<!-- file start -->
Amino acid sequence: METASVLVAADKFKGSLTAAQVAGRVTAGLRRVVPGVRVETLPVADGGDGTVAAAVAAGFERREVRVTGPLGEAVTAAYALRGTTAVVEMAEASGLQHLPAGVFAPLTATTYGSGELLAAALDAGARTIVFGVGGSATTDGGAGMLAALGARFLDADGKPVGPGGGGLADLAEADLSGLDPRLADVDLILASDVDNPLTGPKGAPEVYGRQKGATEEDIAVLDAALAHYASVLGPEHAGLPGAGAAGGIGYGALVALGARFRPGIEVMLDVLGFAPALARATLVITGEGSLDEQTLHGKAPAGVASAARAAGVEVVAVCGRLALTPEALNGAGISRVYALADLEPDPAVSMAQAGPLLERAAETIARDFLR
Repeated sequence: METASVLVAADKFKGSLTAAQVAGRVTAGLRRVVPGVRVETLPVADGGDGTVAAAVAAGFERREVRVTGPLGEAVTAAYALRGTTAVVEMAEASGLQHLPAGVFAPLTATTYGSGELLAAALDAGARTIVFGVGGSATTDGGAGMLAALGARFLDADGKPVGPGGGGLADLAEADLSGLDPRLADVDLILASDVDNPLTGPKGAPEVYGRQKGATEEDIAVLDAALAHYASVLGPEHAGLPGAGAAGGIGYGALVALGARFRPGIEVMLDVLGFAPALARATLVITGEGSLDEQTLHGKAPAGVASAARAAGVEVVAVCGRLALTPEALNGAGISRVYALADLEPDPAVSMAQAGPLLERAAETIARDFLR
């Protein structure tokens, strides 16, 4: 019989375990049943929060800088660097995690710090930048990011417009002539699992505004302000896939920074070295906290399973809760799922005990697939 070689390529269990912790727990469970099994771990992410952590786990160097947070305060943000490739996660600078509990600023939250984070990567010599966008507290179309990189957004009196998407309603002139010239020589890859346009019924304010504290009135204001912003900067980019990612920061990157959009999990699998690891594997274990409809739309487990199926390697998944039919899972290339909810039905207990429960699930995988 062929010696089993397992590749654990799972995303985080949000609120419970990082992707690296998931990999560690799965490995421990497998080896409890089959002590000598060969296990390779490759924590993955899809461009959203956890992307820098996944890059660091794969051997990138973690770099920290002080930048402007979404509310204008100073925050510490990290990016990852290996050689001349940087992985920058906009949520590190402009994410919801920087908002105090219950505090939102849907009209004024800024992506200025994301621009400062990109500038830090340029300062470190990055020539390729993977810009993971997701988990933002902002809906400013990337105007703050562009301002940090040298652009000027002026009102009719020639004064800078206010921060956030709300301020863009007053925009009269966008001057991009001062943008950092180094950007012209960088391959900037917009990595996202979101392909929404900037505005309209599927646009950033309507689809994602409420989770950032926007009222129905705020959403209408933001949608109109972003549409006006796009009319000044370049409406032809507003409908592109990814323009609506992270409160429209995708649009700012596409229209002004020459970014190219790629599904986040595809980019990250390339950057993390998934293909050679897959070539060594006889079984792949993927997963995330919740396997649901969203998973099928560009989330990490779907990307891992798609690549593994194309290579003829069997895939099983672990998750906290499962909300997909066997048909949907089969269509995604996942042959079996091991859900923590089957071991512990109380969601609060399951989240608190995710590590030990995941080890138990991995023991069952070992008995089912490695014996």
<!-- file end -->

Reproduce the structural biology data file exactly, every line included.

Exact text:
Amino acid sequence: METASVLVAADKFKGSLTAAQVAGRVTAGLRRVVPGVRVETLPVADGGDGTVAAAVAAGFERREVRVTGPLGEAVTAAYALRGTTAVVEMAEASGLQHLPAGVFAPLTATTYGSGELLAAALDAGARTIVFGVGGSATTDGGAGMLAALGARFLDADGKPVGPGGGGLADLAEADLSGLDPRLADVDLILASDVDNPLTGPKGAPEVYGRQKGATEEDIAVLDAALAHYASVLGPEHAGLPGAGAAGGIGYGALVALGARFRPGIEVMLDVLGFAPALARATLVITGEGSLDEQTLHGKAPAGVASAARAAGVEVVAVCGRLALTPEALNGAGISRVYALADLEPDPAVSMAQAGPLLERAAETIARDFLR
Repeated sequence: METASVLVAADKFKGSLTAAQVAGRVTAGLRRVVPGVRVETLPVADGGDGTVAAAVAAGFERREVRVTGPLGEAVTAAYALRGTTAVVEMAEASGLQHLPAGVFAPLTATTYGSGELLAAALDAGARTIVFGVGGSATTDGGAGMLAALGARFLDADGKPVGPGGGGLADLAEADLSGLDPRLADVDLILASDVDNPLTGPKGAPEVYGRQKGATEEDIAVLDAALAHYASVLGPEHAGLPGAGAAGGIGYGALVALGARFRPGIEVMLDVLGFAPALARATLVITGEGSLDEQTLHGKAPAGVASAARAAGVEVVAVCGRLALTPEALNGAGISRVYALADLEPDPAVSMAQAGPLLERAAETIARDFLR
């Protein structure tokens, strides 16, 4: 019989375990049943929060800088660097995690710090930048990011417009002539699992505004302000896939920074070295906290399973809760799922005990697939 070689390529269990912790727990469970099994771990992410952590786990160097947070305060943000490739996660600078509990600023939250984070990567010599966008507290179309990189957004009196998407309603002139010239020589890859346009019924304010504290009135204001912003900067980019990612920061990157959009999990699998690891594997274990409809739309487990199926390697998944039919899972290339909810039905207990429960699930995988 062929010696089993397992590749654990799972995303985080949000609120419970990082992707690296998931990999560690799965490995421990497998080896409890089959002590000598060969296990390779490759924590993955899809461009959203956890992307820098996944890059660091794969051997990138973690770099920290002080930048402007979404509310204008100073925050510490990290990016990852290996050689001349940087992985920058906009949520590190402009994410919801920087908002105090219950505090939102849907009209004024800024992506200025994301621009400062990109500038830090340029300062470190990055020539390729993977810009993971997701988990933002902002809906400013990337105007703050562009301002940090040298652009000027002026009102009719020639004064800078206010921060956030709300301020863009007053925009009269966008001057991009001062943008950092180094950007012209960088391959900037917009990595996202979101392909929404900037505005309209599927646009950033309507689809994602409420989770950032926007009222129905705020959403209408933001949608109109972003549409006006796009009319000044370049409406032809507003409908592109990814323009609506992270409160429209995708649009700012596409229209002004020459970014190219790629599904986040595809980019990250390339950057993390998934293909050679897959070539060594006889079984792949993927997963995330919740396997649901969203998973099928560009989330990490779907990307891992798609690549593994194309290579003829069997895939099983672990998750906290499962909300997909066997048909949907089969269509995604996942042959079996091991859900923590089957071991512990109380969601609060399951989240608190995710590590030990995941080890138990991995023991069952070992008995089912490695014996």